Both the intensity and the quality of the pain can vary. The phantom limb pain can feel stabbing, cutting, or burning. Those affected may also have the impression that they have a painful cramp in the amputated body part.

Some patients suffer from phantom pain immediately after the amputation. In other cases, the symptoms only appear after a long time. Most sufferers develop phantom limb pain within the first month after surgery. However, the symptoms can also appear for the first time after several years.

Diagnosis & History

Phantom pain is mainly diagnosed on the basis of patient descriptions. However, before the doctor commits himself to this diagnosis, he must first rule out organic causes of the pain. So-called residual limb pain is also common after an amputation and is sometimes difficult for the patient to distinguish from phantom pain.

Stump pain is often caused by pressure points caused by poorly fitting prostheses, inflammation or circulatory disorders. Phantom pain usually occurs in the form of flare-ups or attacks. Rarely are they described as constantly present.

The type of pain can be very different: Patients reported sharp, burning, cramping, stabbing or cutting phantom pain. Phantom pain also differs in intensity and duration. Some people suffer so badly that they want to take their own lives.


Phantom pain after an amputation is common, about 70 percent of all those affected suffer from it. It is normal to a certain extent and is often associated with residual limb discomfort. Even if phantom pain is harmless in most cases, a doctor should still be consulted so that the symptoms do not worsen or become chronic.

It is important that phantom limb pain is treated early, otherwise the body will develop what is known as a pain memory. When this happens, signals are sent from the brain to the amputated area of ​​the body and there is no response. If this happens repeatedly, the brain classifies the lack of feedback as an injury and responds with pain. It is therefore important to counteract this pain memory as early as possible.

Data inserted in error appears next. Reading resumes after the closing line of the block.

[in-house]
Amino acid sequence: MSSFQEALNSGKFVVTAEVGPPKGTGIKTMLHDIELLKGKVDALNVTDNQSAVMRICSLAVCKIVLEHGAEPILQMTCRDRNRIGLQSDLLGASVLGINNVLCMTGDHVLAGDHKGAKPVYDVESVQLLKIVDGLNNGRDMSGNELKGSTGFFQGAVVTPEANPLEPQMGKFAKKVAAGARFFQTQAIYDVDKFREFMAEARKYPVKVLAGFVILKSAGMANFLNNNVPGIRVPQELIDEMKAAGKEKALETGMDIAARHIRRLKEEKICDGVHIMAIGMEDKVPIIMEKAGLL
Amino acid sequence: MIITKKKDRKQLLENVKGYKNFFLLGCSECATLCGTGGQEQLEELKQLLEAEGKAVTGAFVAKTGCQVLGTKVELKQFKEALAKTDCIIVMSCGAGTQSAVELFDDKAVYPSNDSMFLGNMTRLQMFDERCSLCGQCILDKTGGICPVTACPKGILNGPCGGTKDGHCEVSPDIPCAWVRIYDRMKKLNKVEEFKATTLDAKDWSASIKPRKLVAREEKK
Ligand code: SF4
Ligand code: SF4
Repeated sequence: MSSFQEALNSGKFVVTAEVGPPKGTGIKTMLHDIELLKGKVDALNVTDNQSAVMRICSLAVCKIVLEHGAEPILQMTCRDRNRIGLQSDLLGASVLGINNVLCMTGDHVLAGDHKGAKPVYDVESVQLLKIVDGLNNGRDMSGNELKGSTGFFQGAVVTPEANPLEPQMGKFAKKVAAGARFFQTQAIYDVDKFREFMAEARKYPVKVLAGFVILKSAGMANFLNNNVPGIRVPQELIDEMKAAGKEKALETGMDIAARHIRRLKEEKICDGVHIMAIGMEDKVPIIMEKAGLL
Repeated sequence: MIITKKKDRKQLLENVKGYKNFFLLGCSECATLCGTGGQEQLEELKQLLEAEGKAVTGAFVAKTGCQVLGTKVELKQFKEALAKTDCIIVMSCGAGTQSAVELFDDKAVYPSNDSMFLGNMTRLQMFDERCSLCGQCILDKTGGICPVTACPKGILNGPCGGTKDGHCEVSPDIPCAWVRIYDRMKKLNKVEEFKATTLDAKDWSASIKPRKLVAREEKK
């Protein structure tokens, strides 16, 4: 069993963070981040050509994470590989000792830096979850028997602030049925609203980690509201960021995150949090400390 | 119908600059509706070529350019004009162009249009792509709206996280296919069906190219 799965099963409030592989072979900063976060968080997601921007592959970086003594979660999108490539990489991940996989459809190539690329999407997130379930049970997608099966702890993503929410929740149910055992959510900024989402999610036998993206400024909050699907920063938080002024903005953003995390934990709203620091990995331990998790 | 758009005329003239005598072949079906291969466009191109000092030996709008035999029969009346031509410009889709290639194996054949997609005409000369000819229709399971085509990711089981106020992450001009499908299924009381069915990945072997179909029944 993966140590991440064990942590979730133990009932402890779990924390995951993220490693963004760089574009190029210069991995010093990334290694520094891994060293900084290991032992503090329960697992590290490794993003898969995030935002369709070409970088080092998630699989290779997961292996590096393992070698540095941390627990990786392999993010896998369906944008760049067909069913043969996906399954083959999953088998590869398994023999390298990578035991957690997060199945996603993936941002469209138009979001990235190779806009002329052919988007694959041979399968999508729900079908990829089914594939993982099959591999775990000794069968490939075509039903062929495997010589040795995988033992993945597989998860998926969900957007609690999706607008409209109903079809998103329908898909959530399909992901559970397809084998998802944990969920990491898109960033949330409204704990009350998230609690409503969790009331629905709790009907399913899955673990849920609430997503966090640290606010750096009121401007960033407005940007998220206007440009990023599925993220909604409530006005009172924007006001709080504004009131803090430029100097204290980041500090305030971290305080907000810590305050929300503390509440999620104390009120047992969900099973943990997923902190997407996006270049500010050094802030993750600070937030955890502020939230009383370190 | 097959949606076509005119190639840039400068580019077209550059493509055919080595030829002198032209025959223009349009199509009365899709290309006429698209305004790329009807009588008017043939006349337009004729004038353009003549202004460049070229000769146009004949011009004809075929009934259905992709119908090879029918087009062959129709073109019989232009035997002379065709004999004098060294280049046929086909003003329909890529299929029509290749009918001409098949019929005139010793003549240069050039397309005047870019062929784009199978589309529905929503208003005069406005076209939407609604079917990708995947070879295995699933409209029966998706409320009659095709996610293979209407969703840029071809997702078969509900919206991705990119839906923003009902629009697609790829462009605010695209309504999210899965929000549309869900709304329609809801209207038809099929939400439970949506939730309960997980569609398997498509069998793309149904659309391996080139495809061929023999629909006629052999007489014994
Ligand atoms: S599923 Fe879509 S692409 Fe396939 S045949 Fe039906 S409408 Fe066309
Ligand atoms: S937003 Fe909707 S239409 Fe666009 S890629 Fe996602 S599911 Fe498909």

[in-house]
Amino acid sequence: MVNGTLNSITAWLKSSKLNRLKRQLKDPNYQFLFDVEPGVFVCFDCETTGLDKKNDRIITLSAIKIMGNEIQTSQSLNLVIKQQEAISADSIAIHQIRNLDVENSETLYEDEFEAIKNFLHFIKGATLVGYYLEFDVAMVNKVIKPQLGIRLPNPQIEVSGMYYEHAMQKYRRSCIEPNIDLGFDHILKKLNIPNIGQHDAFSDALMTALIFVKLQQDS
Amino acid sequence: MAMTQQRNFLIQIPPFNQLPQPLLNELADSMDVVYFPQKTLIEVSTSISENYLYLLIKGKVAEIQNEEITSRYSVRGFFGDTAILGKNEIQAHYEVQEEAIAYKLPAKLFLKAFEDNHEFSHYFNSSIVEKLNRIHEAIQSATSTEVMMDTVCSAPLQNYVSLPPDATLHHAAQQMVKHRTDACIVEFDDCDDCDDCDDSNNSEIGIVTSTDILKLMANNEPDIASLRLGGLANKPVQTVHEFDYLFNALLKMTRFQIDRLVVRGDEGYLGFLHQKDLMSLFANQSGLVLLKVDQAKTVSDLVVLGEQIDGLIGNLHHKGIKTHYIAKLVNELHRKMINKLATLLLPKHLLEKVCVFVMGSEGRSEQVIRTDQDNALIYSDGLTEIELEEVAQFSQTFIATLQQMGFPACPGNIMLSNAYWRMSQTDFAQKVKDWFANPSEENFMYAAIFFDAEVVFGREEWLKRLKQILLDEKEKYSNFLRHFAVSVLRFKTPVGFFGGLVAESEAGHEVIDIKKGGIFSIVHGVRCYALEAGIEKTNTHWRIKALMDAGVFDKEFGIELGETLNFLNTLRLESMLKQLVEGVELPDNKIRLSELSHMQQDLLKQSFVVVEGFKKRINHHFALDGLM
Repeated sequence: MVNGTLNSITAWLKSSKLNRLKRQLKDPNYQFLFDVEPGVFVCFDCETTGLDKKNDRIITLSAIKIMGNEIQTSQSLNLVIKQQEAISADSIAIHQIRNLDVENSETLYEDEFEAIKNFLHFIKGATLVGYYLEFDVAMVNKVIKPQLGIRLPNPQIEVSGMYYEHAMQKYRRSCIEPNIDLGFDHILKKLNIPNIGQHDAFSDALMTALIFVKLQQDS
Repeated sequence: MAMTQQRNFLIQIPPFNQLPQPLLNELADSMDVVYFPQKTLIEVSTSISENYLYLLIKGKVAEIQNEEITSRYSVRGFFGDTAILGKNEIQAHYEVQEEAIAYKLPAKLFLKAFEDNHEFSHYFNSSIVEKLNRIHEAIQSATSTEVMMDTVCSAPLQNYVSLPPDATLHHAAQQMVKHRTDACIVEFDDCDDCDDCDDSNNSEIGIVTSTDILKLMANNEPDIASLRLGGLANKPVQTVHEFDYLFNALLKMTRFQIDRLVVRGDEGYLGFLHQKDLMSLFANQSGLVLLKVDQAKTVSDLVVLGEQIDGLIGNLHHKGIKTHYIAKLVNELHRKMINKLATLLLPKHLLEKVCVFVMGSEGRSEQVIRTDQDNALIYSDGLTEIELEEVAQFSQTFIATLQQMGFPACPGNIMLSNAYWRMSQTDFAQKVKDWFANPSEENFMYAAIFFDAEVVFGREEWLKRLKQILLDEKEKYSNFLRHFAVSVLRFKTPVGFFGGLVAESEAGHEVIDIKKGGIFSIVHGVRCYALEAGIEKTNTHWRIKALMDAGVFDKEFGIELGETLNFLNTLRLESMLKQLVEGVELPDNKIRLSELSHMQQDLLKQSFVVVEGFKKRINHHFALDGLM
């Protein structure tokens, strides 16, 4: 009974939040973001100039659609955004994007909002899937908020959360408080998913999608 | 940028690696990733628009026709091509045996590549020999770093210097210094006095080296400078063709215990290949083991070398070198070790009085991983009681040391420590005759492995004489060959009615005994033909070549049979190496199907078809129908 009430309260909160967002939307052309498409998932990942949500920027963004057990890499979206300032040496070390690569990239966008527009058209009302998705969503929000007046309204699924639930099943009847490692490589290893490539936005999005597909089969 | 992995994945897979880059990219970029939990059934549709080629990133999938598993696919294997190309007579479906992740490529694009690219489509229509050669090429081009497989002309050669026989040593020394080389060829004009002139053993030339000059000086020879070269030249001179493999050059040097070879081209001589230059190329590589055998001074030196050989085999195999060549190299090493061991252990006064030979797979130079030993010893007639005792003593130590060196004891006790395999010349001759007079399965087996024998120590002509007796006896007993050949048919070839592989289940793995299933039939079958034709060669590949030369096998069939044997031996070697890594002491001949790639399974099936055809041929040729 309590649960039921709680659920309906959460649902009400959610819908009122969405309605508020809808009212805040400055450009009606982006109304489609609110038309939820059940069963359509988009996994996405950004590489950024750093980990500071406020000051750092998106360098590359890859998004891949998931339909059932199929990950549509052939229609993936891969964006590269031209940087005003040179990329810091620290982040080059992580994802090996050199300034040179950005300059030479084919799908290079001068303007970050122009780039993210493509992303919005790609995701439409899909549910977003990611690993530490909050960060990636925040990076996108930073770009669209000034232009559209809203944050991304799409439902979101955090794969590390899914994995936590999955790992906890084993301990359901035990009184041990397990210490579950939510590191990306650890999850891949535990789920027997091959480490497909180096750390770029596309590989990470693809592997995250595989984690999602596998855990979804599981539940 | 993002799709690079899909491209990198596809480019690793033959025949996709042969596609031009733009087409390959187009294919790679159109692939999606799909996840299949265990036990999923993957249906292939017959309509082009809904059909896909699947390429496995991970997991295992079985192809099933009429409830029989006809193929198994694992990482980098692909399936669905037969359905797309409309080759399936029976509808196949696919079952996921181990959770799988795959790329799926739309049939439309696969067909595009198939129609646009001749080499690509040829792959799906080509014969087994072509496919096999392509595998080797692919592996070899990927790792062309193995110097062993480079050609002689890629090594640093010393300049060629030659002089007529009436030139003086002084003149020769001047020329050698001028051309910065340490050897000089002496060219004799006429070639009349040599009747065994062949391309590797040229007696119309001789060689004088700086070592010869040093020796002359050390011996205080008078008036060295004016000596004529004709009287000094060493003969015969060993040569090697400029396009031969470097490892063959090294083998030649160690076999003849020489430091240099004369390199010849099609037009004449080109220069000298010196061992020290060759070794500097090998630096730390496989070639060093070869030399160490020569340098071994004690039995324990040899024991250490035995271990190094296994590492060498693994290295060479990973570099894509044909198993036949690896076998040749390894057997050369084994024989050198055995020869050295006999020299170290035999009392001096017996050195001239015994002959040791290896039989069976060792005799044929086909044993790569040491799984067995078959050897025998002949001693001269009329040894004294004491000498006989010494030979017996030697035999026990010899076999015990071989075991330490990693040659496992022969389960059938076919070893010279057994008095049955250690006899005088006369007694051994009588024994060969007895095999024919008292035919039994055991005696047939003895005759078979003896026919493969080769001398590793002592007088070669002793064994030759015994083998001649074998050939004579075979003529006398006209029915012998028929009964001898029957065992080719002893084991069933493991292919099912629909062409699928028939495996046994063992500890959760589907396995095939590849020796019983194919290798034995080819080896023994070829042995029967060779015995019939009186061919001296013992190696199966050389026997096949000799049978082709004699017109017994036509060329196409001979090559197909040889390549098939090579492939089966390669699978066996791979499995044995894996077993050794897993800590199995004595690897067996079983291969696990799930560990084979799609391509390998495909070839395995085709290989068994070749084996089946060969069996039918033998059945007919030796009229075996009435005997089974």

Phantom pain can be very severe and require pain medication. Long-term use of painkillers, however, carries the risk of becoming dependent on painkillers. In addition, phantom limb pain can cause increased irritability and sleep disturbances, and can limit both health and social life. Without treatment, depression or even mental illnesses that require treatment can also occur.

When should you go to the doctor?

Phantom pain is experienced by people who have lost body parts. Other people do not belong to the risk group of this unpleasant experience of pain. If the person concerned experiences discomfort in areas of the limb that have been severed as a result of an accident or amputation, they should consult a doctor. In these cases, therapeutic work with various exercises and training sessions is required so that the necessary reprogramming can take place in the brain. Otherwise, the symptoms will continue or increase in intensity. In order for a treatment plan to be drawn up, a doctor’s visit should be made.